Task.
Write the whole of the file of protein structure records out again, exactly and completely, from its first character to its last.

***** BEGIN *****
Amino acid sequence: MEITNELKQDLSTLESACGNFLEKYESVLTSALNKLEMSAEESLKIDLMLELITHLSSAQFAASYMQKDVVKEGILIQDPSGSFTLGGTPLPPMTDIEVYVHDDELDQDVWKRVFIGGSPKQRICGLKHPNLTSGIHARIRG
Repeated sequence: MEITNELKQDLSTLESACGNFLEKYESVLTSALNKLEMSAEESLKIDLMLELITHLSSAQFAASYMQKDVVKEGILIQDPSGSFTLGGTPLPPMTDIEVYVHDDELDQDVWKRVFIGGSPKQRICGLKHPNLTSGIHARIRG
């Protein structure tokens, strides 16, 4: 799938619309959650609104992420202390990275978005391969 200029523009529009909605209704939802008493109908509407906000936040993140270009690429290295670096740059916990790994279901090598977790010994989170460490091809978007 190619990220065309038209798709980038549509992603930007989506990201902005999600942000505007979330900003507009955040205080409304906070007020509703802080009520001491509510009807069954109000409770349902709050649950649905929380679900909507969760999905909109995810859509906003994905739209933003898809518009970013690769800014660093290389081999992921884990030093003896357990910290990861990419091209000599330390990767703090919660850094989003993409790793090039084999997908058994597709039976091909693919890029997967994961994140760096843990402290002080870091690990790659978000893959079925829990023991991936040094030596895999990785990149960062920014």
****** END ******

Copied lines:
Amino acid sequence: MEITNELKQDLSTLESACGNFLEKYESVLTSALNKLEMSAEESLKIDLMLELITHLSSAQFAASYMQKDVVKEGILIQDPSGSFTLGGTPLPPMTDIEVYVHDDELDQDVWKRVFIGGSPKQRICGLKHPNLTSGIHARIRG
Repeated sequence: MEITNELKQDLSTLESACGNFLEKYESVLTSALNKLEMSAEESLKIDLMLELITHLSSAQFAASYMQKDVVKEGILIQDPSGSFTLGGTPLPPMTDIEVYVHDDELDQDVWKRVFIGGSPKQRICGLKHPNLTSGIHARIRG
């Protein structure tokens, strides 16, 4: 799938619309959650609104992420202390990275978005391969 200029523009529009909605209704939802008493109908509407906000936040993140270009690429290295670096740059916990790994279901090598977790010994989170460490091809978007 190619990220065309038209798709980038549509992603930007989506990201902005999600942000505007979330900003507009955040205080409304906070007020509703802080009520001491509510009807069954109000409770349902709050649950649905929380679900909507969760999905909109995810859509906003994905739209933003898809518009970013690769800014660093290389081999992921884990030093003896357990910290990861990419091209000599330390990767703090919660850094989003993409790793090039084999997908058994597709039976091909693919890029997967994961994140760096843990402290002080870091690990790659978000893959079925829990023991991936040094030596895999990785990149960062920014």